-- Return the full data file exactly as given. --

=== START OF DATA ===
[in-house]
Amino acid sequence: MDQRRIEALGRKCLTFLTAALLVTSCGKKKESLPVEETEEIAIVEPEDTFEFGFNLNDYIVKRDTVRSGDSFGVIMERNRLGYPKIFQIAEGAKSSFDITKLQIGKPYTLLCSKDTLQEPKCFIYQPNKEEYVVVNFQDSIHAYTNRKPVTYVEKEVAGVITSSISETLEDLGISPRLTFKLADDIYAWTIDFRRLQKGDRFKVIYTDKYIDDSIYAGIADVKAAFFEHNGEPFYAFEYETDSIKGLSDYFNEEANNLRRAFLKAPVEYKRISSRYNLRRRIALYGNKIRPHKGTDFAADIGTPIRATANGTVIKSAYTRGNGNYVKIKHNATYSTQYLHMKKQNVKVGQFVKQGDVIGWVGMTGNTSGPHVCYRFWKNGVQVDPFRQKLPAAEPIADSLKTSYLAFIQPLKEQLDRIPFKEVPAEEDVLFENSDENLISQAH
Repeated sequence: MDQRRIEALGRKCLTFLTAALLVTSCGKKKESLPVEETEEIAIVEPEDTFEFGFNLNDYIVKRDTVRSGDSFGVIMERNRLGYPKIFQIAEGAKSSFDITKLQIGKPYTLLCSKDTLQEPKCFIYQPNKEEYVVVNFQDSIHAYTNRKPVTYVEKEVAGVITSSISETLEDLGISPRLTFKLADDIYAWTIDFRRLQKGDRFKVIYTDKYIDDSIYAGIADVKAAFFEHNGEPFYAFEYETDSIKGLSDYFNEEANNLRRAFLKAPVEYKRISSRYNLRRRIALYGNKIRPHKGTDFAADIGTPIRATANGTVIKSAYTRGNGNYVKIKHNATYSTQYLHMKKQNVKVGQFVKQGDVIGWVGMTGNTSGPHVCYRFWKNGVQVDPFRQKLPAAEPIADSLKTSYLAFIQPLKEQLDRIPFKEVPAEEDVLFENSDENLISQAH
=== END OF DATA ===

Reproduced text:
[in-house]
Amino acid sequence: MDQRRIEALGRKCLTFLTAALLVTSCGKKKESLPVEETEEIAIVEPEDTFEFGFNLNDYIVKRDTVRSGDSFGVIMERNRLGYPKIFQIAEGAKSSFDITKLQIGKPYTLLCSKDTLQEPKCFIYQPNKEEYVVVNFQDSIHAYTNRKPVTYVEKEVAGVITSSISETLEDLGISPRLTFKLADDIYAWTIDFRRLQKGDRFKVIYTDKYIDDSIYAGIADVKAAFFEHNGEPFYAFEYETDSIKGLSDYFNEEANNLRRAFLKAPVEYKRISSRYNLRRRIALYGNKIRPHKGTDFAADIGTPIRATANGTVIKSAYTRGNGNYVKIKHNATYSTQYLHMKKQNVKVGQFVKQGDVIGWVGMTGNTSGPHVCYRFWKNGVQVDPFRQKLPAAEPIADSLKTSYLAFIQPLKEQLDRIPFKEVPAEEDVLFENSDENLISQAH
Repeated sequence: MDQRRIEALGRKCLTFLTAALLVTSCGKKKESLPVEETEEIAIVEPEDTFEFGFNLNDYIVKRDTVRSGDSFGVIMERNRLGYPKIFQIAEGAKSSFDITKLQIGKPYTLLCSKDTLQEPKCFIYQPNKEEYVVVNFQDSIHAYTNRKPVTYVEKEVAGVITSSISETLEDLGISPRLTFKLADDIYAWTIDFRRLQKGDRFKVIYTDKYIDDSIYAGIADVKAAFFEHNGEPFYAFEYETDSIKGLSDYFNEEANNLRRAFLKAPVEYKRISSRYNLRRRIALYGNKIRPHKGTDFAADIGTPIRATANGTVIKSAYTRGNGNYVKIKHNATYSTQYLHMKKQNVKVGQFVKQGDVIGWVGMTGNTSGPHVCYRFWKNGVQVDPFRQKLPAAEPIADSLKTSYLAFIQPLKEQLDRIPFKEVPAEEDVLFENSDENLISQAH